WHY WE’RE NEEDED

Currently there is no umbrella, cross-community non-profit organization in New York City focusing specifically on serving women immigrants.

 

  • Women immigrants play an increasingly significant economic and integrative role in NYC’s society and economy

Women immigrants form over half of New York City’s three million immigrants, representing 20 percent of the total population. They are also the mothers of more than half of all children born every year in the city.

Immigrant female labor force participation stands at nearly 60 percent, and women immigrants are overrepresented in service occupations. In particular, it is estimated that women immigrants make up over two-thirds of domestic workers, a sector projected to continue growing as the US population ages. At the same time, business ownership among women immigrants is increasing, both in New York and in the United States.

Several research studies show that women immigrants are instrumental to strong families and communities. They embrace citizenship and are drivers of integration and naturalization in their families, for their children in particular, and in their communities.

 

  • But women immigrants suffer from unequal access to opportunities, rights, and resources. As immigrants and women, they often face challenges that are common to all immigrants more acutely, and are burdened by additional vulnerabilities.

According to a recent study of the Migration Policy Institute (March 2015), nearly half of women immigrants in the US have limited English proficiency, and a third have not completed high school. They often lack familiarity and proficiency in using computers, the Internet, and other electronic resources and media, when these technologies could help open the door to greater opportunities for them. As a result, women immigrants remain underrepresented in managerial and professional occupations, resulting in lower earnings and higher poverty levels.

Women immigrants are heavily concentrated in the childbearing ages and have higher fertility than native-born women. As a result, the percentage of immigrant households comprised of families is much higher than that of the native-born, and foreign-born family households are significantly larger and more likely to be overcrowded. One-fifth of all immigrant households are female-headed families, with no spouse present. And even in households with both parents present, women immigrants often remain the sole caregivers, with obvious implications for their educational and professional advancement.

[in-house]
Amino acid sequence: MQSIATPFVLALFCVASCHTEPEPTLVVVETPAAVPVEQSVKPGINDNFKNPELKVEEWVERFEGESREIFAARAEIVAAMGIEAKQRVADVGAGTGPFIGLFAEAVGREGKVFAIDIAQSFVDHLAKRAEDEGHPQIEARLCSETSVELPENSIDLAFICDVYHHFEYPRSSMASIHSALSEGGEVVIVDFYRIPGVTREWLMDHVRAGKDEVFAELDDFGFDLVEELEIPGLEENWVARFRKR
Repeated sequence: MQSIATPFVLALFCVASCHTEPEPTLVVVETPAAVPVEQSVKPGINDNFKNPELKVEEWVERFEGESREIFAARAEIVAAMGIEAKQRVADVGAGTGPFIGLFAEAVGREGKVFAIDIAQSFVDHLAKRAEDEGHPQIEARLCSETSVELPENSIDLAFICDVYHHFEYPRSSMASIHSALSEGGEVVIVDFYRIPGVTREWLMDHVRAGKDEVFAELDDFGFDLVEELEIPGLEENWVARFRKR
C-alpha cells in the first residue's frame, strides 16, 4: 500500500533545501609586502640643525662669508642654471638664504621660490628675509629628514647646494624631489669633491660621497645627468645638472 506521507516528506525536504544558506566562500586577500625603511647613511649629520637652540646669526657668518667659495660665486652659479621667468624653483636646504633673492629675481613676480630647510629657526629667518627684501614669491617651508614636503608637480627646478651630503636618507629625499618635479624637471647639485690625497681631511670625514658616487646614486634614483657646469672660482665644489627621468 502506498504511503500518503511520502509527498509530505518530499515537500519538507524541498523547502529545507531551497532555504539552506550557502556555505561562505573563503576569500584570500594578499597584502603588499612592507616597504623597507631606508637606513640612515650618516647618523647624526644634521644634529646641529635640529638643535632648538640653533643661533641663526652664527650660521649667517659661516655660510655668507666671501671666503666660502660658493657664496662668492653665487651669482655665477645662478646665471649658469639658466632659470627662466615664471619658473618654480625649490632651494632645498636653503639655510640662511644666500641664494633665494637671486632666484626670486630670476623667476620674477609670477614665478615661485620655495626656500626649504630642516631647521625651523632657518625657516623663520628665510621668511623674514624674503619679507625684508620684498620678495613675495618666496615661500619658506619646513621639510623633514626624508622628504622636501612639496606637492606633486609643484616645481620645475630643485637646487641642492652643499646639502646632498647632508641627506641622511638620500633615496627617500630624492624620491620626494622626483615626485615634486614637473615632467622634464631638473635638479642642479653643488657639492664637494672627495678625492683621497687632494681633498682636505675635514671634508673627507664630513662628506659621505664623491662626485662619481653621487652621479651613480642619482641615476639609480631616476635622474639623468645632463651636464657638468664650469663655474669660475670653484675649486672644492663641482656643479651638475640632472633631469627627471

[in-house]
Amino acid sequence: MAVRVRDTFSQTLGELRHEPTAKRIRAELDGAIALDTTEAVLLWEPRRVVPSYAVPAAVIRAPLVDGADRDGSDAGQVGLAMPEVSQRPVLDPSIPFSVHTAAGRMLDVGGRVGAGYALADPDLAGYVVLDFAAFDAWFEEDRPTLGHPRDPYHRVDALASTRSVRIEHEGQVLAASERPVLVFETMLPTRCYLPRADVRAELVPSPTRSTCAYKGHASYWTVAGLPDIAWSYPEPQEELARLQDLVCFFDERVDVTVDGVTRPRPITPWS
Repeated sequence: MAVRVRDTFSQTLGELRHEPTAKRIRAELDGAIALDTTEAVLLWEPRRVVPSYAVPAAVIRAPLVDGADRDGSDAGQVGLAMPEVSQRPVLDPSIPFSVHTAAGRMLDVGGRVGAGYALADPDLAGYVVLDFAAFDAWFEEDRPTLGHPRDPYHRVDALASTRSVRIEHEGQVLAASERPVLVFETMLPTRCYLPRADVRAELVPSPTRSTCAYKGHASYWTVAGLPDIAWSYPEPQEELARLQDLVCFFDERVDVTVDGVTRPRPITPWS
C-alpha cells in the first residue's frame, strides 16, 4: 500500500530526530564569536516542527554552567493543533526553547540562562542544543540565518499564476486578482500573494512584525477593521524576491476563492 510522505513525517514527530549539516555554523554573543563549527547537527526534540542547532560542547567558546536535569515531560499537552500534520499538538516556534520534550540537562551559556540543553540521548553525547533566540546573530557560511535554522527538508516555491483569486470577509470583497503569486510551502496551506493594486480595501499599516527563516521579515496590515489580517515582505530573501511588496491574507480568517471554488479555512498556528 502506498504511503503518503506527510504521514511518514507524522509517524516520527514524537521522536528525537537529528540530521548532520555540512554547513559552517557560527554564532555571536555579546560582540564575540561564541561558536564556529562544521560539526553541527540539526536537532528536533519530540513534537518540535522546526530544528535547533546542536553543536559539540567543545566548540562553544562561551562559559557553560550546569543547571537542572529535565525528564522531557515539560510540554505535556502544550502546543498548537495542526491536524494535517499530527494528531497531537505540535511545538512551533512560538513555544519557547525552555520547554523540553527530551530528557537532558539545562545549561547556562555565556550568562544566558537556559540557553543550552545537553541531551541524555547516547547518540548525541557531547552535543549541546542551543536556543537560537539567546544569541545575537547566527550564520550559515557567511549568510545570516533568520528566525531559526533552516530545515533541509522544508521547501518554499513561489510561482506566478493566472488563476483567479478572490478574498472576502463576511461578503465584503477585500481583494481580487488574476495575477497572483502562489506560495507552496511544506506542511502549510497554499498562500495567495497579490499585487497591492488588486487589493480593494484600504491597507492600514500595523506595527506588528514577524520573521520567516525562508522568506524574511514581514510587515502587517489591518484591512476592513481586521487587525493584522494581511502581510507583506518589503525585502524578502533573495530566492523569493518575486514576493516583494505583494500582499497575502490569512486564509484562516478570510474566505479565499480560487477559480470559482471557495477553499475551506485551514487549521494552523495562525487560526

Women immigrants are particularly vulnerable to suffer abuse both at work and in their household. A study by Domestic Workers United (2006) found that 33 percent of domestic workers in New York City, the large majority of whom are women immigrants, had experienced some form of physical or verbal abuse, often because of their race or immigration status.  Violence against women immigrants also often occurs in their own homes. The power and control dynamic of domestic violence is exacerbated when the woman’s immigration status is tied to that of a permanent resident or US citizen spouse, or when she is afraid to report the abuse for fear of deportation. According to the Mayor’s Office on Domestic Violence, young women immigrants are more likely than any other group of women to be killed by their abusers. Human trafficking, prostitution, and sexual assault are other forms of violent crimes endured by young women immigrants.

 

  • Beyond the positive impact on individuals and families, investing in women immigrants will sustain and grow New York City’s local economies and communities, and help create a more equitable society.